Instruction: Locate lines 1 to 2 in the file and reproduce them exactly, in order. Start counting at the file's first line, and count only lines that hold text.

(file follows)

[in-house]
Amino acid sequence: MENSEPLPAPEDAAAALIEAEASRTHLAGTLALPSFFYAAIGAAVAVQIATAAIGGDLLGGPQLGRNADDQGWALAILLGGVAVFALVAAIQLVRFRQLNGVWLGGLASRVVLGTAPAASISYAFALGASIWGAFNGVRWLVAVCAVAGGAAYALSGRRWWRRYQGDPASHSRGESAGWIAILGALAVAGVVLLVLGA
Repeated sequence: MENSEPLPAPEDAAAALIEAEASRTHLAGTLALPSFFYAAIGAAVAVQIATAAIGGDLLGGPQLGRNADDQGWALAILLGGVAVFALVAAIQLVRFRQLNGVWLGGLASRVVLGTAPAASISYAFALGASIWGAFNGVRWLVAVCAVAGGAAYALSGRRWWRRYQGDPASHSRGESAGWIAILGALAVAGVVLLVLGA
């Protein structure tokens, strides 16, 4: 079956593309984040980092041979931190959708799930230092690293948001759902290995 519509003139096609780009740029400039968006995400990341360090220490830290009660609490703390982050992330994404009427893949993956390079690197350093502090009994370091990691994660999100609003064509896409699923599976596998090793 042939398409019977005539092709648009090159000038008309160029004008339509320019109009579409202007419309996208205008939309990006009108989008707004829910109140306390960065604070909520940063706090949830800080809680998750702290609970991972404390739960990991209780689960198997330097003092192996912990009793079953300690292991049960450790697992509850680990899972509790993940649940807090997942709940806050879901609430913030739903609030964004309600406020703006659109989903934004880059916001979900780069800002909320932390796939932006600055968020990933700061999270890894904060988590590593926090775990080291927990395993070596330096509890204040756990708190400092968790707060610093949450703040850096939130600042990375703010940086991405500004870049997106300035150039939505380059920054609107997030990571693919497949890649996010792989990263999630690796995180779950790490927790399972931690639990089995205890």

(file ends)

[in-house]
Amino acid sequence: MENSEPLPAPEDAAAALIEAEASRTHLAGTLALPSFFYAAIGAAVAVQIATAAIGGDLLGGPQLGRNADDQGWALAILLGGVAVFALVAAIQLVRFRQLNGVWLGGLASRVVLGTAPAASISYAFALGASIWGAFNGVRWLVAVCAVAGGAAYALSGRRWWRRYQGDPASHSRGESAGWIAILGALAVAGVVLLVLGA